Spanish question? how to use "lo" in a sentence?
I know that "lo" means "it" in Spanish but sometimes in Spanish sentences it didn't make sense or fit the sentence correctly... Please help? How to use it in sentences?
- ?Lv 47 years agoFavorite Answer
"lo" is written before the verb, to mean a masculine object. In English objects are written usually after the verb , in Spanish you write "lo" and "la" before the verb
Ella lo mató - She killed him
Ella la mató- She killed her
But because in Spanish you don't need the pronouns in a sentence, you can simply write:
Lo mató- (Someone unspecified) killed him
La mató- (Someone unspecified) killed her
So If you hear someone saying "lo mató", you can ask "¿quien?" (who?), to ask who killed him; because "lo mató" only means a masculine object has died, but it doesn't say who killed him
Lo vió- (Someone unspecified) saw him/it
Lo llavaba- (Someone unspecified) was carrying him/it
Lo pensó- (Someone unspecified) was thinking about it
Lo comió- (Someone unspecified) ate it
As you can see, sometimes "lo" means "it" and sometimes it means "him". That's because in Spanish all things have a gender: "thoughts" are masculine, so you say:
El lo pensó- He thought about his thoughts - He thought about it (lol!)
When you don't know the name of something you call it "eso". However "eso" is masculine:
No me gusta eso- I don't like it
So you can say:
El comió eso- he ate that masculine thing. Or you can say
El lo comió- He ate that masculine thing. Or you can say
Lo comió- He ate it
- Anonymous7 years ago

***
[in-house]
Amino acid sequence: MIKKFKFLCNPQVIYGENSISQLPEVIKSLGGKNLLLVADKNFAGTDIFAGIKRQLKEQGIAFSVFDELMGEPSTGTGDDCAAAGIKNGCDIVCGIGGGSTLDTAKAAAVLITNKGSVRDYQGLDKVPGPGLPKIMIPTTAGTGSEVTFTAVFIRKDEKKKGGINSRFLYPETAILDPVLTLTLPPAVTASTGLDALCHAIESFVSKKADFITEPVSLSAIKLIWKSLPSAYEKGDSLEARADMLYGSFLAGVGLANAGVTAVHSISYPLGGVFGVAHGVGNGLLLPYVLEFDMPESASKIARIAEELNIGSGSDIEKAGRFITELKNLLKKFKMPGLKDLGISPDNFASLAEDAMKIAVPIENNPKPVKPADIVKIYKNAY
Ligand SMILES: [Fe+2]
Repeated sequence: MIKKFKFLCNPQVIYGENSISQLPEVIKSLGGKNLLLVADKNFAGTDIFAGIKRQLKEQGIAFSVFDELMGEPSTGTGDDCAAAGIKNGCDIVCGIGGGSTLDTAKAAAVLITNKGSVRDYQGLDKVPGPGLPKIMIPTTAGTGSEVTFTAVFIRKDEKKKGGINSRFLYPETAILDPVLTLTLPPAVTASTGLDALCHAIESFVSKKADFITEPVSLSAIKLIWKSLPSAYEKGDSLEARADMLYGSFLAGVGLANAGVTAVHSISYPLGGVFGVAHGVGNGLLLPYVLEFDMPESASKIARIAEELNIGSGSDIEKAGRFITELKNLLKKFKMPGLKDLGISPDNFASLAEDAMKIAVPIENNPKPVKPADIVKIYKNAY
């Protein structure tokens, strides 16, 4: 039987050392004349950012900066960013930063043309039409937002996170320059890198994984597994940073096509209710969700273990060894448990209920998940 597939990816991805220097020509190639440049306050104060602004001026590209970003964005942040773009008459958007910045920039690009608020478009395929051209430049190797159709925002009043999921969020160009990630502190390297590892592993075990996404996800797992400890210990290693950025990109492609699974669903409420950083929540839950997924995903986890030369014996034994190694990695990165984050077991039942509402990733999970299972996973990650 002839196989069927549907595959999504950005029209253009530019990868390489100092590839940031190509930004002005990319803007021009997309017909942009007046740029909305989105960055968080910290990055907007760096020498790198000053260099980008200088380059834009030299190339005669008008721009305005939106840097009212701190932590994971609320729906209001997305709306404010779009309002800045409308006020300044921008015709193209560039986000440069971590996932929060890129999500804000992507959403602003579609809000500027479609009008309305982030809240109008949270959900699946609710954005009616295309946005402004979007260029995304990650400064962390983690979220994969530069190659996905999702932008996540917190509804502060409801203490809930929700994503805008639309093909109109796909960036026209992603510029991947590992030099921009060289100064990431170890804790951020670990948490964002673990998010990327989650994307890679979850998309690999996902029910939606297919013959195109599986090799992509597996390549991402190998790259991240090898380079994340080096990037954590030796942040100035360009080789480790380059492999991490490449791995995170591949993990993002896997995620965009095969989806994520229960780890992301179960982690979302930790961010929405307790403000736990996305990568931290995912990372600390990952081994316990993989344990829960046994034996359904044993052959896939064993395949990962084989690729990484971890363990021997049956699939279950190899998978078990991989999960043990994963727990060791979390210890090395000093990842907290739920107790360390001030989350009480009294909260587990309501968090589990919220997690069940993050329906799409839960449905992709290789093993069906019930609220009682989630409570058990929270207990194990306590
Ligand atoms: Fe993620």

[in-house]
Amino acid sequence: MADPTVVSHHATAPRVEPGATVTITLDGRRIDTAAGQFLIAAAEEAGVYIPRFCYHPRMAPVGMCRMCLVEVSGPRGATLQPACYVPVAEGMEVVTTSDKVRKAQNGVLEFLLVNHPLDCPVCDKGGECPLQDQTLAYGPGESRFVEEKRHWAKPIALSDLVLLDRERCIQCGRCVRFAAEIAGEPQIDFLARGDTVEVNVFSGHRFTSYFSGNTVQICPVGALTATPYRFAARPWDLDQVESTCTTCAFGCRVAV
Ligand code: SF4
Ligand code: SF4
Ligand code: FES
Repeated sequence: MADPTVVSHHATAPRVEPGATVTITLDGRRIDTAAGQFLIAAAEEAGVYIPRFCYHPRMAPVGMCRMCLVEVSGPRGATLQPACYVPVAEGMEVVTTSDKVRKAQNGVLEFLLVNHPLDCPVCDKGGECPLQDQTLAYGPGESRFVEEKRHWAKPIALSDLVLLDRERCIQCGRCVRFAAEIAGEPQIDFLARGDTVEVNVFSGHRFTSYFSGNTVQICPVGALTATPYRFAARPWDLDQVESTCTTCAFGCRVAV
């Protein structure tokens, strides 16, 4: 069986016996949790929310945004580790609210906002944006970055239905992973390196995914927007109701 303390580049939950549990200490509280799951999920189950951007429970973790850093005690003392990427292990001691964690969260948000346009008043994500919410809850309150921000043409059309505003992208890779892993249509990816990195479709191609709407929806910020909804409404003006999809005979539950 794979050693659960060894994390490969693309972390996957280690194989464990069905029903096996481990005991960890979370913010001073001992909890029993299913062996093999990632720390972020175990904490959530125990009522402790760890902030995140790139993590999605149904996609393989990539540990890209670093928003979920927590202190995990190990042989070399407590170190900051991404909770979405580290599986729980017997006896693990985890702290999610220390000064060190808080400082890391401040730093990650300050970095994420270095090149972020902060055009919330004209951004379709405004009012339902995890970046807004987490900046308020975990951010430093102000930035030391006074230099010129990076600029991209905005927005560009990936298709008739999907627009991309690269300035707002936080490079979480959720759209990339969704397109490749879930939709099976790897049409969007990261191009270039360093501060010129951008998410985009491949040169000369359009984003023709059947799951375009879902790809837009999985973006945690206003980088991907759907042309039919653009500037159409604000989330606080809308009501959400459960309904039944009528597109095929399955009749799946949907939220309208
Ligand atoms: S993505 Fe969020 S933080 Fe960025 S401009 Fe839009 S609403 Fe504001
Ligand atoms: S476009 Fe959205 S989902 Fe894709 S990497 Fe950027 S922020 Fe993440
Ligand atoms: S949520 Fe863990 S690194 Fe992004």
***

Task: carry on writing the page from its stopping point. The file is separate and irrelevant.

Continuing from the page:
Hola! I understand what you mean; when i first started to learn Spanish, I had a problem with that as well.
As you know, lo means it and it must be used before a verb or attached onto an infinitive. For example..
-Lo oigo. (I hear it.)
-Puedo oírlo. (I can hear it.)
Lo can also be used as a replacement for the word "thing".
-Eso es lo más ridículo que he oído. (That is the most ridiculous thing that I've ever heard.)
Other times however, lo is simply used because it goes with that phrase. As you said, it would not make complete sense to translate it.
-Lo bueno es que tengo muchos amigos. (The good thing is that I have many friends.)
-Lo peor es que mis pantalones son sucios. (The worst thing is that my pants are dirty.)
-Es lo mejor que sales. (It's best that you leave.)
-Por lo menos tienes tu perro. (At least you have your dog.)
What really helped me is you have to look at the words surrounding the lo and also, try replacing the lo with "the thing" and it should make the sentence easier to understand. I hope this helped! :]Source(s): Studying Spanish for 5 years.
- 7 years ago
Well in some sentences there is an it but in others there isn't for example: did you like it?
Te gusto? And why did you do it? Porque lo isiste?
- Anonymous4 years ago